Icy driveways and stranded drivers: Your valentine has been delayed in transit

By Patti See | February 15, 2024

  • A delivery truck sits stranded at the base of Patti See's icy driveway on Lake Hallie (photo courtesy of Patti See)

A delivery truck sits stranded at the base of Patti See's icy driveway on Lake Hallie (photo courtesy of Patti See)

Listen Online

There’s an old saying about the United States Postal Service: “Neither snow nor rain nor heat nor gloom of night … etc…etc…” But, if you’re a driver delivering a package to the Lake Hallie home of writer Patti See? Well, good luck with that…


In Lake Hallie last Valentine’s Day, it was a balmy 41 degrees and rainy. When I left for work, I was hopeful the many layers of packed snow on my steep quarter-mile driveway would melt. Instead, it became a bobsled-run. Then, an Amazon van and its rescue tow both got stuck.

When I arrive home, I park at the top end of the driveway and start my trek down towards the idling flatbed tow truck.

The driver is wrapping a long strap—looks like a slack firehose—around a tree. Flatbed Man says, “I can’t get any traction so I’m winching myself up. Then we’ll get a smaller truck down here for the Amazon van.”

Amazon Guy gets out of his vehicle when he sees me. “I am so sorry this happened,” I say as a greeting. The same thing I just told Flatbed Man.

“Not your fault.” Same as I just heard from Flatbed Man. Still—we live here, and I did order the package.

Our driveway is legendary among delivery drivers. This one tells me he saw our package drop-off tote at the top of the driveway, but he says, “When I braked, I slid past it and couldn’t back up. I thought I’d come down and turn around.”

“How long have you been here?” I ask.

“Just a few hours. I’m getting paid to wait.” That sounds awful: trapped here, no idea for how long, and no bathroom. I offer him ours.

“I’m good,” he says. I offer food and water. He shakes his head.

Meanwhile, Flatbed Man inches his tow truck backwards up the driveway.

After Bruce and I eat a quick dinner, I put together a care package for Amazon Guy: bottle of water, ginger ale, sleeve of Ritz crackers, Kind bars, banana.

“Really?” Bruce says as he watches me rifle through our pantry.

This from someone who once coaxed a lost pizza delivery driver into the house when his car spun out halfway up our driveway. That teen made one wrong turn and he drove into a scene straight out of a horror movie.

Patti See's long, steep, icy Lake Hallie driveway on Valentine's Day 2023. (Courtesy of Patti See)

Patti See’s long, steep, icy Lake Hallie driveway on Valentine’s Day 2023. (Courtesy of Patti See)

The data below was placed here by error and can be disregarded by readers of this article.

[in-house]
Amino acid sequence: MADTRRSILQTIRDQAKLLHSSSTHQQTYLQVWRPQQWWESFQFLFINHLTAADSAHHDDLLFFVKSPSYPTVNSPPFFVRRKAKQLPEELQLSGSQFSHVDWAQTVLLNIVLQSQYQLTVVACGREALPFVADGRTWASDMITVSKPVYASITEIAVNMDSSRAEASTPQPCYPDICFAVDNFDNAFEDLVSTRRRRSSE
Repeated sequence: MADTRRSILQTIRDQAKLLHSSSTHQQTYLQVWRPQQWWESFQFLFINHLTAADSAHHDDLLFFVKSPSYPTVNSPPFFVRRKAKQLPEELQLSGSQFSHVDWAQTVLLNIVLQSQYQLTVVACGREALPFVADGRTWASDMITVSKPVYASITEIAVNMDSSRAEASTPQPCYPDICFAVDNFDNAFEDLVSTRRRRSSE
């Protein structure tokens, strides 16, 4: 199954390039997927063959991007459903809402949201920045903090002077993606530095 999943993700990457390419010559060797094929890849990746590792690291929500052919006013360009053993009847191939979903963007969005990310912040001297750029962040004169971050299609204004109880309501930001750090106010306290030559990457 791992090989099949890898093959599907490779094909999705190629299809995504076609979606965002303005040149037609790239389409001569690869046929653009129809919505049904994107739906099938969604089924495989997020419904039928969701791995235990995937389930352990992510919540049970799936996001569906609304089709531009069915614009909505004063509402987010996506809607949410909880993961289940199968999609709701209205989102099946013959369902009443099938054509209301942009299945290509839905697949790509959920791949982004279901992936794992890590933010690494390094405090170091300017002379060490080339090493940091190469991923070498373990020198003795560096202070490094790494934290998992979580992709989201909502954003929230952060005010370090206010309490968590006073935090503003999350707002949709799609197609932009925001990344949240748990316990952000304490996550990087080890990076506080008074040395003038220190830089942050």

Bruce often calls our isolated driveway “Donner Pass,” the California mountain feature named after the family who perished trying to cross the Sierra Nevada’s, winter of 1846. Unlike for those doomed travelers, there will be no cannibalism in this vegetarian’s yard.

Bruce served that Domino’s driver a sandwich and chatted with him at our kitchen counter until the kid’s dad arrived with a pick-up and tow rope.

I walk my snack  bag out to Amazon Guy. He accepts my offering through his open window. The passenger seat is filled nearly to the roof with envelopes and boxes, which means some disappointed sweethearts on this Valentine’s night

I imagine Amazon Guy calculating how many hours of gas in his tank and rechecking his weather app. Maybe he’ll melt his way out. More likely, our bob-sled run will just get slicker

He reports a new plan: Once Flatbed Man is out of the way, Dispatch will send a four-wheel drive vehicle for the packages and Amazon Guy. I tell him he can leave his van here as long as it takes.

Nobody knows the slow going of a flatbed tow truck being winched uphill from tree to tree except the guy connecting the strap to the next trunk—in an icy rain—and getting pulled a measly 36 inches at a time up a driveway over 600 feet long.

After waiting here four hours, the last two spent watching a “rescue” vehicle, Amazon Guy exists his van with a headlamp strapped to his forehead. He tells me he’s walking up the driveway and someone will pick him up. I can’t even offer to drive him since the flatbed is still in the way. Any customers who track their packages will see them stalled next to Lake Hallie until morning. It’ll be at least another hour until Flatbed Man makes it to the top.

Amazon Guy is wearing better gear than anyone in the Donner party. Their wagon train got stuck in snowy, rugged terrain; eventually they ate their oxen hide snowshoes.

When Amazon Guy lifts one foot to show me his ice cleats, he falls into the snowbank. How many times can I apologize? How about one more.

Patti See

Patti See

Patti See is a writer from Lake Hallie, near Eau Claire, Wisconsin.  Her essay collection “Here on Lake Hallie: In Praise of Barflies, Fix-it-Guys, and Other Folks in Our Home Town” was published by the Wisconsin Historical Society Press. See’s blog “Our Long Goodbye: One Family’s Experiences with Alzheimer’s Disease”...
2024-02-15T13:03:10-06:00Tags: , , , , , , , , |

Sign Up Form

Sign Up for Our Bi-Weekly Newsletter

Get your favorite Wisconsin Life stories, meet the crew, and go behind the scenes.

Our Favorite Collections

Storyteller Rodney Lambright II's comic series about the rich relationship between a single father, his young daughter and his retirement-age parents.
For the 150th anniversary of the Civil War, we discover how Wisconsinites experienced the war both at home and on the battlefield.
Ice, cold and winter are an integral part of what it means to live in Wisconsin. "Ice Week" explores the many ways that ice defines us.
Food plays a central part in many holiday traditions. This series honors the foods and meals that make the day.
Escape winter with a look at some of Wisconsin's favorite sports and games.
"Living the Wisconsin Life" is an online series exploring the little things that make living in Wisconsin fun, interesting and meaningful.